If you've decided to visit San José in Costa Rica, be prepared to find a city full of history, art, culture, and leisure. It may not be the most beautiful city in the world, but it is the heart of the country. A cosmopolitan city like few in South America, full of contrasts, music, and life.
Most of the travelers who choose San José as their destination focus on the Amón district. Partly because it still has buildings reminiscent of the city's colonial past and partly because it's one of the safest areas.
Here you can see the historic mansions that once belonged to the owners of the coffee plantations and the Parque España is a good place to relax, especially if you come at sunset and watch the flocks of birds gathering!
The original Calle de la Amargura, the 'Street of Bitterness' that inspired the Spanish saying "to take someone through the Calle de la Amargura" was located on the island of San Lucas and was a kind of Green Mile. It was the last street prisoners walked along before entering a prison they would never leave again.
In San José, however, they have turned it on its head, and the Calle de la Amargura in the capital has the liveliest nightlife you can imagine. This is an area with a large student population and is full of bars and places to go dancing.
There's a major cultural movement in San José, both popular and academic. You can see the results of the latter in three of its museums.
This was created in an old liquor factory and exhibits the work of contemporary Central American artists. The outdoor space, the Pila de Melaza, is where performances and happenings take place.
This is the most famous in San José and has the largest known collection of American jade, a true rarity. Its building, with its imposing dark glass, is both disturbing and seductive.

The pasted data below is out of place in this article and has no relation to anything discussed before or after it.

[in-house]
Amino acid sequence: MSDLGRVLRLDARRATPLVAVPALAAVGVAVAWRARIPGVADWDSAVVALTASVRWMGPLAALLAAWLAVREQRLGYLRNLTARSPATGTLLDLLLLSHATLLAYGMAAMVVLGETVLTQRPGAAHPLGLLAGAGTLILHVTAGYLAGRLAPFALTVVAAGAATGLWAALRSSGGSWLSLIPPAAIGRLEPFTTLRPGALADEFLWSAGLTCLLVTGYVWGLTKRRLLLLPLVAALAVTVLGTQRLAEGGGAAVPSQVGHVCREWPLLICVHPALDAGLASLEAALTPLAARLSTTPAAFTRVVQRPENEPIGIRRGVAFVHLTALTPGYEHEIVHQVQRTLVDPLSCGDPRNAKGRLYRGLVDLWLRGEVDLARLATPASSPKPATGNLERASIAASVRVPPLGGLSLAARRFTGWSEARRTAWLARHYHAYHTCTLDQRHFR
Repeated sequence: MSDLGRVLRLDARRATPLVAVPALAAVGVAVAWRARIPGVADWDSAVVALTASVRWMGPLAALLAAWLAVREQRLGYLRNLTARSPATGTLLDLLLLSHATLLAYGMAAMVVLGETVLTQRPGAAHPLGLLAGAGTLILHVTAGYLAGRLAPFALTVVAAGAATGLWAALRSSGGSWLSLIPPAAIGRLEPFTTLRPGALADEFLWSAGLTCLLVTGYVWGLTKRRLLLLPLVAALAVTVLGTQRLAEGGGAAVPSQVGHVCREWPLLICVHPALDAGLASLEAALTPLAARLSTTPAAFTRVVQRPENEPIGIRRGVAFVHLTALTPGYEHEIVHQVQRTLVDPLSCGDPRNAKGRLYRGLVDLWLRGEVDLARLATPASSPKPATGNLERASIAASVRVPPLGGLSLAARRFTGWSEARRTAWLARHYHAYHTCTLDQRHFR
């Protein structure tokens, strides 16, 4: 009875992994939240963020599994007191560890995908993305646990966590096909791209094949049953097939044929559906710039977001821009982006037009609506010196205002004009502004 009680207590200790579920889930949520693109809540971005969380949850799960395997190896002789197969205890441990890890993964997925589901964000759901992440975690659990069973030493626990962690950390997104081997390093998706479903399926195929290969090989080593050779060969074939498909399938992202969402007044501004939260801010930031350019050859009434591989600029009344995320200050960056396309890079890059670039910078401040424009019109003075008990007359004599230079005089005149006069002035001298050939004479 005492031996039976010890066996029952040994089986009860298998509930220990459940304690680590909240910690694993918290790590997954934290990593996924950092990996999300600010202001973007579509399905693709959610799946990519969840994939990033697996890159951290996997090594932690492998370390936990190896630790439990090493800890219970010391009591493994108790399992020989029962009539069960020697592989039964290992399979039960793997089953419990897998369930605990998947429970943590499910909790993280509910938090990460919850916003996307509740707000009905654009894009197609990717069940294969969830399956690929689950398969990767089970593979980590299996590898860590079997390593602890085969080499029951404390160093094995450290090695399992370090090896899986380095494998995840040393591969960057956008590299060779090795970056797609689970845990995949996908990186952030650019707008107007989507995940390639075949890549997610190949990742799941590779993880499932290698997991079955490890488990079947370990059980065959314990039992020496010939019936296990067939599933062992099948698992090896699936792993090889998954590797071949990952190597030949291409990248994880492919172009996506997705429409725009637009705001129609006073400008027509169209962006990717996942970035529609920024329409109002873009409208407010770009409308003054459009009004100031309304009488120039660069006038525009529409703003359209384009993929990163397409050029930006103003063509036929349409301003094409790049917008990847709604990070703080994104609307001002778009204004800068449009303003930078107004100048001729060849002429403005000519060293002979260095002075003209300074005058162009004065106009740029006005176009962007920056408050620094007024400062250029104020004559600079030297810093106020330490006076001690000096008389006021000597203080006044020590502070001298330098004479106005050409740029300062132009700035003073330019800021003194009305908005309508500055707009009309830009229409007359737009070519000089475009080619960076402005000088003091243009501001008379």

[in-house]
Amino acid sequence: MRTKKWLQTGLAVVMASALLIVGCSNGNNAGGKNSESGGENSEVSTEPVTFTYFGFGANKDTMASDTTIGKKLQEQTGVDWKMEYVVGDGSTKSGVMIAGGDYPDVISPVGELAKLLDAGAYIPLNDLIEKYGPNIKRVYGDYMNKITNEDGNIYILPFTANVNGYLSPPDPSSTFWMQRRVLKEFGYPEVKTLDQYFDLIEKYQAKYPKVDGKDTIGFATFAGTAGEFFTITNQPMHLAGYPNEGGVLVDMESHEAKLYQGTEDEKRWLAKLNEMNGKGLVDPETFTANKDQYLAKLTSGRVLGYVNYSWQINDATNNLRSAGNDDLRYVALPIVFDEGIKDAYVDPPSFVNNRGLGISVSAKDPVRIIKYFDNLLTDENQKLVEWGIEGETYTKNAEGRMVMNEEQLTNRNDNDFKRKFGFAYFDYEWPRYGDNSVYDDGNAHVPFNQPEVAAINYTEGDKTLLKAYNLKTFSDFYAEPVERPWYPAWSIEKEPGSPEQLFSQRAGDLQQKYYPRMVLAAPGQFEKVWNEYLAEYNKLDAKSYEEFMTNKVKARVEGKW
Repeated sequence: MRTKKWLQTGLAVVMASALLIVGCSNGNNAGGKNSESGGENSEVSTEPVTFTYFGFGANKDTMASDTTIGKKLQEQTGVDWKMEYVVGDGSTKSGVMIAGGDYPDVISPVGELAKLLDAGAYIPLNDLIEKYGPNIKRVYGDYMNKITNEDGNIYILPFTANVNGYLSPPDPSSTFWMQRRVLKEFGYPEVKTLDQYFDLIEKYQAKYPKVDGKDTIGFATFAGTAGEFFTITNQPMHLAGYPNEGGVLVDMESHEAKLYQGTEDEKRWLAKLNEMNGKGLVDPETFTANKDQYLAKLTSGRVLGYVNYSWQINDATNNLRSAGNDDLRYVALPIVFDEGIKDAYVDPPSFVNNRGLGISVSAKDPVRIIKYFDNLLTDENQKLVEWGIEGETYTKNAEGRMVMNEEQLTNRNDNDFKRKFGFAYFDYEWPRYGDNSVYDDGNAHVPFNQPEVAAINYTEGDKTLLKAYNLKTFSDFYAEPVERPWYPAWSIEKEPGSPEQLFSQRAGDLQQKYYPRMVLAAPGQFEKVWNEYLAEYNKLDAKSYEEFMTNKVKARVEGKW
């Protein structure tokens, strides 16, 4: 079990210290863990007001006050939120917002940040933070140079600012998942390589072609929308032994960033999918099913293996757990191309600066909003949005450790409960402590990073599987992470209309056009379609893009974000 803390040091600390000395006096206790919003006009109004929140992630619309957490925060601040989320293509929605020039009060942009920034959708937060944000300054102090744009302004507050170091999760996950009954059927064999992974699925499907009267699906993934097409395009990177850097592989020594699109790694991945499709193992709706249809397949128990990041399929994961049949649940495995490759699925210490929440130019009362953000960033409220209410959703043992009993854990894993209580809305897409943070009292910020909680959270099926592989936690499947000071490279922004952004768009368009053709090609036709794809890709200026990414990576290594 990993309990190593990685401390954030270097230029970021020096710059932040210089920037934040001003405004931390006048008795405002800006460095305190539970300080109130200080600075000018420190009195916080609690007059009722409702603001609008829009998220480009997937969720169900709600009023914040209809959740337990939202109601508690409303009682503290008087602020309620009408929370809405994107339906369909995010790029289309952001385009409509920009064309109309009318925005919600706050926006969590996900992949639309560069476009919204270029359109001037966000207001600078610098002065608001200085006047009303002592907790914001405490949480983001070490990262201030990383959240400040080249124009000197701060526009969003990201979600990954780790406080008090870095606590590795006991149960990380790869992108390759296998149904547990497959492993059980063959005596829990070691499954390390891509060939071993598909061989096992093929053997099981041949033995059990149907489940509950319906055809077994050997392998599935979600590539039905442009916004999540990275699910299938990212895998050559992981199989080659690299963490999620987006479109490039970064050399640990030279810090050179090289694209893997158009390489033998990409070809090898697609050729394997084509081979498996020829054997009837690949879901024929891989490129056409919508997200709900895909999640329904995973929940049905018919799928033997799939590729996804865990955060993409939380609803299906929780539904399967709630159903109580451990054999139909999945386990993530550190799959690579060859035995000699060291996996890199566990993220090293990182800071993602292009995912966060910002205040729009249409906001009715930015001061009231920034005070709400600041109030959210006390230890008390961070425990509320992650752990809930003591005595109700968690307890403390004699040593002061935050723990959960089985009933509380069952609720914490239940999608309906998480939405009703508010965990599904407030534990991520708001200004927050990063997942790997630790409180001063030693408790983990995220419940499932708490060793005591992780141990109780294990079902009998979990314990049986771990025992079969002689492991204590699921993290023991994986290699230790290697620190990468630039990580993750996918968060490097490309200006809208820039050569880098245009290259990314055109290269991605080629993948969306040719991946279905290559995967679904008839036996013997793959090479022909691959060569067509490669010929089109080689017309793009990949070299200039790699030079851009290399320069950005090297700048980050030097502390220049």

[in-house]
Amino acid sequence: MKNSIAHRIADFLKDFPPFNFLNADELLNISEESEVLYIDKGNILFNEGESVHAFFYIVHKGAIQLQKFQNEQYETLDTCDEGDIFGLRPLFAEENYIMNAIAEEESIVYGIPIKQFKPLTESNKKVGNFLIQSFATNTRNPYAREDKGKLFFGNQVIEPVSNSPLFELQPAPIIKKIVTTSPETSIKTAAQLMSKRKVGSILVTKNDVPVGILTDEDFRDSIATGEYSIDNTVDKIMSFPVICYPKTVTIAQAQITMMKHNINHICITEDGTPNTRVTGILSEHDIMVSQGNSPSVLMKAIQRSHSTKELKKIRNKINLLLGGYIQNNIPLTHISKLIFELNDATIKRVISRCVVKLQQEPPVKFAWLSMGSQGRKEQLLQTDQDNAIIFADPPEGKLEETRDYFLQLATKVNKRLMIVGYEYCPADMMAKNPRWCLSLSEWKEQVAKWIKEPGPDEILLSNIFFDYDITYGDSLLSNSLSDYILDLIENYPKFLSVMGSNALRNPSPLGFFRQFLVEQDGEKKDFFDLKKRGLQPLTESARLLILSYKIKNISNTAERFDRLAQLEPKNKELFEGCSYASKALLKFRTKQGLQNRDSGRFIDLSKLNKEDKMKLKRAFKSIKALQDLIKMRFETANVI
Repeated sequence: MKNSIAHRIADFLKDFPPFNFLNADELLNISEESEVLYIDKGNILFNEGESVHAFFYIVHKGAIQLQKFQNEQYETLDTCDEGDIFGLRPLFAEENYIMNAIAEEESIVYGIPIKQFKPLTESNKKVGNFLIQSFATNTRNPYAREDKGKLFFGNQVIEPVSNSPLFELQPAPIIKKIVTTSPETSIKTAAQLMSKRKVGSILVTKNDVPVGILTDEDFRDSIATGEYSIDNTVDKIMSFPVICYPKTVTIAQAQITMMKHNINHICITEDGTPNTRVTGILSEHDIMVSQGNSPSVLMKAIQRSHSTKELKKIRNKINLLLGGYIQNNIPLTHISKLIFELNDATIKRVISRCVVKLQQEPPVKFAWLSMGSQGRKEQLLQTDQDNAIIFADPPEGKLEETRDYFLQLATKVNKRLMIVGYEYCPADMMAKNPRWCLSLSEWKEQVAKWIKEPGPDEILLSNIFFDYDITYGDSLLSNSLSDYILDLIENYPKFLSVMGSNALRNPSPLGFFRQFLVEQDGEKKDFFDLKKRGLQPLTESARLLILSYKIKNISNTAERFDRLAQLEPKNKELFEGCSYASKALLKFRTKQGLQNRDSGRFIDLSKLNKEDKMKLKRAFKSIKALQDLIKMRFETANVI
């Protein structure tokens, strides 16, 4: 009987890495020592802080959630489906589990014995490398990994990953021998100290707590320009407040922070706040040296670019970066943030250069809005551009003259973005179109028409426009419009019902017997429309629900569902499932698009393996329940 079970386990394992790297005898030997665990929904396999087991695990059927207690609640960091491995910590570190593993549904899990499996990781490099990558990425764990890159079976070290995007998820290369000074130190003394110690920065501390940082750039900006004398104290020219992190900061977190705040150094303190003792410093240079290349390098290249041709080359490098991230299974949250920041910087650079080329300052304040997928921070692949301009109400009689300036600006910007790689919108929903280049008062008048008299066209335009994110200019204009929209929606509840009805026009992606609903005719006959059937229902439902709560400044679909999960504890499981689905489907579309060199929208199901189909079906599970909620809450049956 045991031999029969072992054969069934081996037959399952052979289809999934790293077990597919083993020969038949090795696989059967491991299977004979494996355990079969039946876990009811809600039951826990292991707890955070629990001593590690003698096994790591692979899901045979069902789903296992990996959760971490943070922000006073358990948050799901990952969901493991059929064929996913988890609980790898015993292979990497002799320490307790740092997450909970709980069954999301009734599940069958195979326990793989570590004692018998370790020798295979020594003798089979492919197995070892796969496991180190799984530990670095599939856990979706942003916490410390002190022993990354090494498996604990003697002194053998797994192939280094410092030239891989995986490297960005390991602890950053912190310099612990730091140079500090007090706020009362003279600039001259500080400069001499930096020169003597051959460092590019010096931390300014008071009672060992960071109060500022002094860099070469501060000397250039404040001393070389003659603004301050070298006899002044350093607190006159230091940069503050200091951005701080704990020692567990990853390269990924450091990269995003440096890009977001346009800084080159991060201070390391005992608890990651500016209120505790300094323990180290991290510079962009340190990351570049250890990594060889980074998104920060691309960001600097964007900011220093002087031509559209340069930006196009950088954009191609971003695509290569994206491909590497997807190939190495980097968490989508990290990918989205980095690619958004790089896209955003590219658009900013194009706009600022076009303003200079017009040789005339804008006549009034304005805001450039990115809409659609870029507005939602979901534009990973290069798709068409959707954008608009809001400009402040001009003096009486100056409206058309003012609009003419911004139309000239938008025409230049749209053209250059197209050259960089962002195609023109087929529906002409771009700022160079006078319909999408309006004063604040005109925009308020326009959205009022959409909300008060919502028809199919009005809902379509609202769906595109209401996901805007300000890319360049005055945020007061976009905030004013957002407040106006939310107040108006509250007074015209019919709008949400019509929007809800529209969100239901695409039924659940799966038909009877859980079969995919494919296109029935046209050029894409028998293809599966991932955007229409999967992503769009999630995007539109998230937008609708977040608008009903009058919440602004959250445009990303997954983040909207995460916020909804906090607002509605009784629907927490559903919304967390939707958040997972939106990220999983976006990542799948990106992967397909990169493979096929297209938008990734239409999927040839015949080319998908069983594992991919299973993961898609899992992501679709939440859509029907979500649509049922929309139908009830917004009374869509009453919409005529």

This is in the Bellavista Fortress and it has a huge collection of objects belonging to the pre-Columbian era, but there is also religious art and pieces from the colonial period.
Most visitors come to Costa Rica for its nature, its fauna and its incredible landscapes. If you visit San José you will be able to see a small sample of all this in the Spirogyra butterfly garden. It has more than 30 species of butterflies and various types of hummingbirds.
You'll enjoy the visit more if you go in the morning since that's when they are all fluttering around. End your walk with a coffee in the garden cafeteria, perfect for planning your next steps in the Costa Rican capital.
The theatre in San José is one of the most important buildings in Costa Rica. You'll love its neoclassical facade, presided over by the effigies of Calderon de la Barca and Beethoven. Let yourself be seduced by its luxurious foyer and admire the costumbrist-style paintings that adorn the auditorium.
La Sabana is a large park in the center of San Jose. This is the venue for many activities that bring the inhabitants of San José together. It has a large pond and it's not uncommon to see families enjoying homemade picnics. You'll find it to the west of the Paseo de Colón.
Inside the park, in one of the few remaining colonial-style buildings in the city, there is the Costa Rican Art Museum, which has a modest but interesting collection of 19th and 20th-century works. If you have time, take a walk in the outdoor sculpture garden. The feeling of having found a little piece of Europe in the middle of America is as strange as it is intoxicating.
Tortuguero National Park is one of the most important destinations in Costa Rica and one of the most visited, so set aside a couple of days in your itinerary to see it. You can get there by boat from San José itself and enjoy the exuberant Costa Rican landscape.
Once there, you will find more than 300 species of birds and, with luck, you can see turtles laying eggs or the magical moment when the hatchlings break their shells. The surroundings are of unparalleled beauty, a tropical forest dotted with lakes and vegetation rich in splendid greenery.
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